Music Reviews
Ellipsis

Biffy Clyro Ellipsis

(14th Floor Records) Buy it from Insound Rating - 6/10

It’s telling that Biffy Clyro opened Ellipsis, their seventh studio album, with Wolves of Winter. Simon Neil sings, “We have achieved so much more than you possibly thought we could,” a direct response to those who have criticised the band in the past. Biffy Clyro built their core base since their 2002 debut Blackened Sky, but achieved mainstream success after 2009’s Only Revolutions. Ellipsis aims to be a sign that Biffy aren’t coasting on these past glories. Prior to Ellipsis' release, Neil has emphasised the need to change the formula, telling the NME they wanted to create something “as fucked up as possible.” This resulted in a change of producer, with Rich Costey (Frank Turner, Muse, Franz Ferdinand) producing the album, rather than their long time producer Garth Richardson. 

Costey’s influence is evident throughout; even if Wolves of Winter may still have all the usual characteristics expected from Biffy Clyro, there’s so much more going on it almost feels claustrophobic at times. It’s a strong opener, but promises much more experimentation than it actually takes place through the next 10 songs. There is also a willingness to slow down throughout Ellipsis, although it is to varying success. Re-arrange is almost electronic, but its lyrics and instrumentation still feel too safe. Neil’s voice is almost hushed throughout the verses and there’s little payoff. Medicine is definitely a stronger effort, with Neil’s broad accent accompanied with an acoustic guitar; it sounds like a genuinely emotional performance and one of the highlights of the album. 

Despite the majority of songs being fairly safe entries, there are some definite misses throughout Ellipsis. It feels like Biffy have been performing variations of Herex and Flammable for the last 20 years, and the lyrics asking about what is “real love” often feel too generic to cause any emotional response. Small Wishes, an almost country song about Scottish independence, is an admirable effort but struggles to actually say anything and falls flat towards the end of the album.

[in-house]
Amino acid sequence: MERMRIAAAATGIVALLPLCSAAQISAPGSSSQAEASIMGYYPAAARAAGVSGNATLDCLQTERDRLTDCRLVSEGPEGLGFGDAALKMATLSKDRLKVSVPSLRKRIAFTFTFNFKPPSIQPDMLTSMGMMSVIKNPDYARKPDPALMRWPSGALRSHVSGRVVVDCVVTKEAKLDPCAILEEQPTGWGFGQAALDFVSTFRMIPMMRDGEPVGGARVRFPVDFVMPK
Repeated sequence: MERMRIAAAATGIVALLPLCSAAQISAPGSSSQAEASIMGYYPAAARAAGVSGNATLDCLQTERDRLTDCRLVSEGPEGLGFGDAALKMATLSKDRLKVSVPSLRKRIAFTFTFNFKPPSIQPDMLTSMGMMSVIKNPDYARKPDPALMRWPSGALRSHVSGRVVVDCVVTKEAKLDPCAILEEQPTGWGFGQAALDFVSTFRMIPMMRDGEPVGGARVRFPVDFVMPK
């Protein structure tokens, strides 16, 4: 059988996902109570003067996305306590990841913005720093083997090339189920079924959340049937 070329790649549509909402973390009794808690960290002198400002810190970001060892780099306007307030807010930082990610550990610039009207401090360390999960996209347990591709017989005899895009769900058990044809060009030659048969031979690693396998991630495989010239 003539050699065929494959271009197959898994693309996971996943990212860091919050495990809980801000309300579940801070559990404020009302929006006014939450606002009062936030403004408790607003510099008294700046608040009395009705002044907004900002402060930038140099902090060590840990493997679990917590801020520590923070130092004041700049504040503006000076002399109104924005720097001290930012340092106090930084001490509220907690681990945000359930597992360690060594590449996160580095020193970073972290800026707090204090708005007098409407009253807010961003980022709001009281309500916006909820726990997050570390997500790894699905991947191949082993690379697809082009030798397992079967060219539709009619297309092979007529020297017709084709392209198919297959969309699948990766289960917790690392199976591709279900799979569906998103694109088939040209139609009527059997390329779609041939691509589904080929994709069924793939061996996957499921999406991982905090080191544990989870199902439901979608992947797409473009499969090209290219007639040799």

In the end, it's difficult to see if this is a step forward for Biffy ClyroCostey’s production does leave a sense that Biffy Clyro have attempted to change their sound, but the songwriting is often more of the same, meaning there’s very little significant change. When it works it is refreshing, but it’s likely to be another step that will alienate their original fans. Those who loved Biffy’s early unpredictability will also be disappointed with the lack of edge throughout much of the album. Ellipsis keeps the listener waiting for something to take them by surprise, but it never arrives.

While there are highlights, the album often feels very safe. Neil’s lyrics have improved on the whole, especially when he becomes less guarded in songs like Medicine, but most of the album lacks any emotional punch. Animal Style, Howl, Medicine and Friends and Enemies stand out, but the others often leave a lot to desire. Ellipsis shows that Biffy Clyro can still produce strong singles, but they fail to provide any real substance beyond them.